The Japan Society
Publications Books & Journals The Japan Society Review

Where the Wild Ladies Are

Where the Wild Ladies Are
By Matsuda Aoko
Translated by Polly Barton
Tilted Axis Press (2020)
ISBN-13: 978-1911284383
Review by Charlotte Goff

What’s stopping you from getting the life you want? For the protagonist of Smartening Up, the second in Matsuda Aoko’s newly translated ghost stories, it is her hair. If only she had remembered to epilate, she would surely never have been dumped. If only she had long, golden locks, the rest of her life would fall into place. It takes a visit from her dead aunt to make her rethink her relationship with her hair, her ideal self, and the wisdom of locating her self-esteem in the approval of others. These are not your average ghost stories. They probably won’t leave you chilled to the core – though, as translator Polly Barton points out, their chilling effect is one reason that Japanese ghost stories are traditionally told in summer – but will instead leave you amused, moved, and hopefully empowered.

Of course, what we consider scary is subjective. In Nakata Hideo’s Ring, Sadako emerging from the TV with long, black hair hanging before her is one of the film’s most chilling images. In a more mundane way, ‘unruly’ hair has come to be feared by women the world over. To ride the Tokyo underground is to be stared down by ubiquitous hair removal ads, and in 2018 a Japanese advertising agency made international news for repurposing models’ armpits as marketing space. For our narrator in Smartening Up, the rejection of this ideal is a moment of triumph. This is a ghost story but, more than that, it is a love story. Learning to embrace the power of her hair, our narrator swaps self-hatred, and a longing for everything western, for a renewed love for herself and her Japanese-ness: we see her move from consuming Dean and Deluca groceries from a Scandinavian-style table while watching a ‘romantic comedy starring Michelle Williams’, to drawing inspiration from the tale of Kiyohime, visiting the local sento, and nourishing ‘the black mass’ inside her.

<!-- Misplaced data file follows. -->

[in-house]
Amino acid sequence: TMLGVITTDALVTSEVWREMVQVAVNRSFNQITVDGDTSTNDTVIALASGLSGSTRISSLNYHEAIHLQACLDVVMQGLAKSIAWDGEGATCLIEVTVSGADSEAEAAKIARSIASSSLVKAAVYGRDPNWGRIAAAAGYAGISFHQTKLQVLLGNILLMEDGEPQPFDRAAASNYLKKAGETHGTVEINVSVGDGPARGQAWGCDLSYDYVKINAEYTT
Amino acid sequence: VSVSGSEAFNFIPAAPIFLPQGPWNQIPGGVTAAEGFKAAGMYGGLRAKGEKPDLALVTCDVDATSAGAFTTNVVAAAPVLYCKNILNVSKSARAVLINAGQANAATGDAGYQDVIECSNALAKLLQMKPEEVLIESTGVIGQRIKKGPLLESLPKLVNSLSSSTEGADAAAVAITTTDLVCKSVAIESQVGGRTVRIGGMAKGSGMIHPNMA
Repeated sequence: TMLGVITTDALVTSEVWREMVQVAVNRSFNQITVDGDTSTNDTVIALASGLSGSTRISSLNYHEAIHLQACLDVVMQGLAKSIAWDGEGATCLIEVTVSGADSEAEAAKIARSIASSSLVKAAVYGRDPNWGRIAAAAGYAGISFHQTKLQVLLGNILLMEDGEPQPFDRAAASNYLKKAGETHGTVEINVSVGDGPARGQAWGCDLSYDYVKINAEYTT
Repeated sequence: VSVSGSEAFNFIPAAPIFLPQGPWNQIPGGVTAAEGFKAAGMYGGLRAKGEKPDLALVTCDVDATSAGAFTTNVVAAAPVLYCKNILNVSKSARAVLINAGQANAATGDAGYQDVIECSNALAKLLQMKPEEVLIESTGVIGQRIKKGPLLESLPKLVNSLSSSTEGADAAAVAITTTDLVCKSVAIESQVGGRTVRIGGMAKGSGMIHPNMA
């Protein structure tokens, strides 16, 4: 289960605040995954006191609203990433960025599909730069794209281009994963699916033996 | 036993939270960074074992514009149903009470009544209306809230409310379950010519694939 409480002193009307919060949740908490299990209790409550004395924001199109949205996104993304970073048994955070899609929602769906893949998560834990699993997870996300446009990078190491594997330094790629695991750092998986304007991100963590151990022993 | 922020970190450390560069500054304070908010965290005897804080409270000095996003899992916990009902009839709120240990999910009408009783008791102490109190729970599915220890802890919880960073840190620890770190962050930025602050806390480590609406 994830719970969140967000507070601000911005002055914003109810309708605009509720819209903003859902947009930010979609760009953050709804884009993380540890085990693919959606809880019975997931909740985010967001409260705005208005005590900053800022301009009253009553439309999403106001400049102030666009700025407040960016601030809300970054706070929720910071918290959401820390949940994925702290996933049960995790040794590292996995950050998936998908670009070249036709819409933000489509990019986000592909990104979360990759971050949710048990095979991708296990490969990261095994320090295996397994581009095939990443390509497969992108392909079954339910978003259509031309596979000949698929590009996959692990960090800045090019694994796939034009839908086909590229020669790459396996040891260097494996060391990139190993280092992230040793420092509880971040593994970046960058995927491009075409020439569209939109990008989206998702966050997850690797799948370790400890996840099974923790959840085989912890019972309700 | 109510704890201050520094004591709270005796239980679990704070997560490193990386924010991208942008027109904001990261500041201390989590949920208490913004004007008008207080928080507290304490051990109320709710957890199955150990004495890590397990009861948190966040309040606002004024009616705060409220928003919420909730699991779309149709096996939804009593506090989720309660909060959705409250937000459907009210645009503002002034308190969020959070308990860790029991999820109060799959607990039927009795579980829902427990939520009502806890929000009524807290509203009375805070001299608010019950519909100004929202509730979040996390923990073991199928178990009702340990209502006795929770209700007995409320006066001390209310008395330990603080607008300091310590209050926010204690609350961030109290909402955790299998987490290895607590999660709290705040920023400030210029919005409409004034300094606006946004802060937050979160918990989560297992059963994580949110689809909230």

It is typical of Matsuda’s tales that the transformation she undergoes is as open to the living as to the dead, and the two worlds are so interconnected throughout these tales that it can take time to work out which characters are dead. When they appear, Matsuda’s ghosts are more likely to be helping the mortals than haunting them. They are benevolent, if preternaturally persuasive. They might turn up at your apartment unannounced, but the worst that will happen is you feel obliged to share the expensive red bean sweets you had been saving for a special occasion, or end up with a few unnecessary toro lanterns. Best case scenario, you – you who are fed up with men and dumped your boyfriend after realising that living with him felt like accumulating a mound of pebbles inside – may land a spectral girlfriend who will massage your feet each night and disappear by morning. Unlike ghouls who spend their afterlives avenging past grievances, Matsuda’s ghosts have dreams and aspirations, and we see them working towards these under the guidance of the mysterious Mr Tei.

Matsuda’s tales are a joy to read, and more than live up to their promise to be feminist retellings. The real monsters in this collection are not the ghosts themselves, but the spectres created by a capitalist, patriarchal society: workplaces where women are chronically under-valued, vicious rumours which hound a single mother, and the beauty industrial complex which produces and profits from women’s self-hatred. Matsuda retains key elements of Japanese traditional folklore, such as shapeshifting, and the harmonious relationships between living and dead, while reimagining the issues they might have in contemporary Japan.